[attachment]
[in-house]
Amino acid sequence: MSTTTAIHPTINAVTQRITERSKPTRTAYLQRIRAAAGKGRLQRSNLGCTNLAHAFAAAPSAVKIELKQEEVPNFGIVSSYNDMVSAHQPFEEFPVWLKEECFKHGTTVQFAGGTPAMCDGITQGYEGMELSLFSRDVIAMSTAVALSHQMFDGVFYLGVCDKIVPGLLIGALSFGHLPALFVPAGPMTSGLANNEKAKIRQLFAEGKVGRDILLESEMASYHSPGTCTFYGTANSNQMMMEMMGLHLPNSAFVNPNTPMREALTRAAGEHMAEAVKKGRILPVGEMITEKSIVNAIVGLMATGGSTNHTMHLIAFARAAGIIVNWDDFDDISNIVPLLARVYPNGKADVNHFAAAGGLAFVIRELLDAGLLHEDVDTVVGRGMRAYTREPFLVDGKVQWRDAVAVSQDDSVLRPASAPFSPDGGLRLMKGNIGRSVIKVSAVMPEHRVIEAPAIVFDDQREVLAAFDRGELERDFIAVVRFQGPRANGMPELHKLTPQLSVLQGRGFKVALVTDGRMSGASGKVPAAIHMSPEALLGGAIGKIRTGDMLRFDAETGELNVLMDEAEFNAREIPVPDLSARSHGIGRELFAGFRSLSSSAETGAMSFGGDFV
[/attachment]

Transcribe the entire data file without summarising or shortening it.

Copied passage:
[in-house]
Amino acid sequence: MSTTTAIHPTINAVTQRITERSKPTRTAYLQRIRAAAGKGRLQRSNLGCTNLAHAFAAAPSAVKIELKQEEVPNFGIVSSYNDMVSAHQPFEEFPVWLKEECFKHGTTVQFAGGTPAMCDGITQGYEGMELSLFSRDVIAMSTAVALSHQMFDGVFYLGVCDKIVPGLLIGALSFGHLPALFVPAGPMTSGLANNEKAKIRQLFAEGKVGRDILLESEMASYHSPGTCTFYGTANSNQMMMEMMGLHLPNSAFVNPNTPMREALTRAAGEHMAEAVKKGRILPVGEMITEKSIVNAIVGLMATGGSTNHTMHLIAFARAAGIIVNWDDFDDISNIVPLLARVYPNGKADVNHFAAAGGLAFVIRELLDAGLLHEDVDTVVGRGMRAYTREPFLVDGKVQWRDAVAVSQDDSVLRPASAPFSPDGGLRLMKGNIGRSVIKVSAVMPEHRVIEAPAIVFDDQREVLAAFDRGELERDFIAVVRFQGPRANGMPELHKLTPQLSVLQGRGFKVALVTDGRMSGASGKVPAAIHMSPEALLGGAIGKIRTGDMLRFDAETGELNVLMDEAEFNAREIPVPDLSARSHGIGRELFAGFRSLSSSAETGAMSFGGDFV